One common stereotype of weightlifters is the “bro.” A bro is a young white male, between the ages of about eighteen to twenty-eight, middle to upper socioeconomic class, heterosexual, and big in size and stature. Bros can be seen strutting around the gym (only in the weights sections though), chugging water from gallon-sized jugs and occasionally taking a swig from a protein shake. Towards the end of a set, they elicit loud, manly grunts to help them push out those last reps, then receive high-fives from fellow bros for finishing strong. Their attire consists of basketball shorts, weight-lifting gloves, a weight belt, and a stringy-looking tank top that shows their nipples. It is assumed that bros are mere meat-heads who aren’t scholarly and only care about lifting weights.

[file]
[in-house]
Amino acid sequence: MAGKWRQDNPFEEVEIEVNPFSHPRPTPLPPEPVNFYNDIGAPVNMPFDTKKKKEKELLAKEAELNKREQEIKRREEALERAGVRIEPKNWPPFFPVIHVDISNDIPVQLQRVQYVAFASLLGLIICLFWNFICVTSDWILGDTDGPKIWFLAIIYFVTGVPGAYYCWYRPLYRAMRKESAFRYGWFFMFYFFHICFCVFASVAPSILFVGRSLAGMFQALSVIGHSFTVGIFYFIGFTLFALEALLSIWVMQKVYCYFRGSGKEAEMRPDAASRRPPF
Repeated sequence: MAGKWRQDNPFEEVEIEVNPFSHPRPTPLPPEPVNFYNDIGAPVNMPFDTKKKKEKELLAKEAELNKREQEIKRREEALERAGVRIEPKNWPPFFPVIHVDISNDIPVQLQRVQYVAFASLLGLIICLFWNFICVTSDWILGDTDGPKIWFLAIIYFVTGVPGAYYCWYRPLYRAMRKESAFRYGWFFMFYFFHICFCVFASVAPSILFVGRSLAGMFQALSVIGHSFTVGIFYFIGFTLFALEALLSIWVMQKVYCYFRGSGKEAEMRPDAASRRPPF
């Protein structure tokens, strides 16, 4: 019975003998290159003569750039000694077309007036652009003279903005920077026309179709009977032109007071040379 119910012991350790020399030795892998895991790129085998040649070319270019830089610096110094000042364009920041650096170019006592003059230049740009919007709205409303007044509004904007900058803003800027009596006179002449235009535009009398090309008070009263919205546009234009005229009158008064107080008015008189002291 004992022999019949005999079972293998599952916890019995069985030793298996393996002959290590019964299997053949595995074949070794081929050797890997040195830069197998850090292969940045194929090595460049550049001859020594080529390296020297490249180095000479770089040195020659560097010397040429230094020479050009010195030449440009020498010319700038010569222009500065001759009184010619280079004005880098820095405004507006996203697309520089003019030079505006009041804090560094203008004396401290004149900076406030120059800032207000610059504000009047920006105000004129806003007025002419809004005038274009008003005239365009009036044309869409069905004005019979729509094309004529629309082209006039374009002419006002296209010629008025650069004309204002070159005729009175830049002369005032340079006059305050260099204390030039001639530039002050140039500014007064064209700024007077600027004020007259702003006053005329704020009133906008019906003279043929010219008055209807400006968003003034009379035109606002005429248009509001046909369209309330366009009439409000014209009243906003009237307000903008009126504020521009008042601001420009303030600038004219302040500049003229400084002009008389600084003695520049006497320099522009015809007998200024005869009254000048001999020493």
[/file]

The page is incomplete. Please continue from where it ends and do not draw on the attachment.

Another stereotype that exists is that of the roided-up bodybuilder. These men are typically either black or white, ages twenty to thirty-five, middle to high socioeconomic class, and gigantic. Most people think of former Mr. Universe and seven-time Mr. Olympia, Arnold Schwarzenegger, as the sort of “face” of bodybuilding. Other well-known bodybuilders include Frank Zane and Aziz Shavershian (Zyzz). These men have giant and bulging muscle mass, protruding veins, and hardly any fat content. To put these bodybuilders’ proportions in perspective, when Arnold was an competitive bodybuilder, he weighed 260 pounds (off-season), standing at 6’2″. Bodybuilders represent a hypermasculinity because they are so extremely buff. However, men of notable bodybuilding size are presumed to have used steroids.
I do not conform to either of these stereotypes because I am a female, asian, of average height and weight, deeply invested in my education, and a girly-girl. My fat percentage is average and my body is not excessively muscular, therefore, my physique does not prescribe to the common stereotypes either.